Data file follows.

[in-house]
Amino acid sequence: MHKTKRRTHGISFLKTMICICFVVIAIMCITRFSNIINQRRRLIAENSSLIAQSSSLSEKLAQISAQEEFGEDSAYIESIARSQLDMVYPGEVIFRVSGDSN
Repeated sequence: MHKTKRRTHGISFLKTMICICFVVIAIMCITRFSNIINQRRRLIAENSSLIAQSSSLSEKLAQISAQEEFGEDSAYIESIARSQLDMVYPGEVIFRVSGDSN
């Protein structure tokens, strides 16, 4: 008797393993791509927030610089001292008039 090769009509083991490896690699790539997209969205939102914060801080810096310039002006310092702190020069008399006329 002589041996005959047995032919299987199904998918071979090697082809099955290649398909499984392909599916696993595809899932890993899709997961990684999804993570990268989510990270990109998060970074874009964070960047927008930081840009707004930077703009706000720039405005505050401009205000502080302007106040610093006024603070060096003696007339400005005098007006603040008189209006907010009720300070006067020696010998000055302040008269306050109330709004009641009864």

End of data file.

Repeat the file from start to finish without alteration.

[in-house]
Amino acid sequence: MHKTKRRTHGISFLKTMICICFVVIAIMCITRFSNIINQRRRLIAENSSLIAQSSSLSEKLAQISAQEEFGEDSAYIESIARSQLDMVYPGEVIFRVSGDSN
Repeated sequence: MHKTKRRTHGISFLKTMICICFVVIAIMCITRFSNIINQRRRLIAENSSLIAQSSSLSEKLAQISAQEEFGEDSAYIESIARSQLDMVYPGEVIFRVSGDSN
């Protein structure tokens, strides 16, 4: 008797393993791509927030610089001292008039 090769009509083991490896690699790539997209969205939102914060801080810096310039002006310092702190020069008399006329 002589041996005959047995032919299987199904998918071979090697082809099955290649398909499984392909599916696993595809899932890993899709997961990684999804993570990268989510990270990109998060970074874009964070960047927008930081840009707004930077703009706000720039405005505050401009205000502080302007106040610093006024603070060096003696007339400005005098007006603040008189209006907010009720300070006067020696010998000055302040008269306050109330709004009641009864």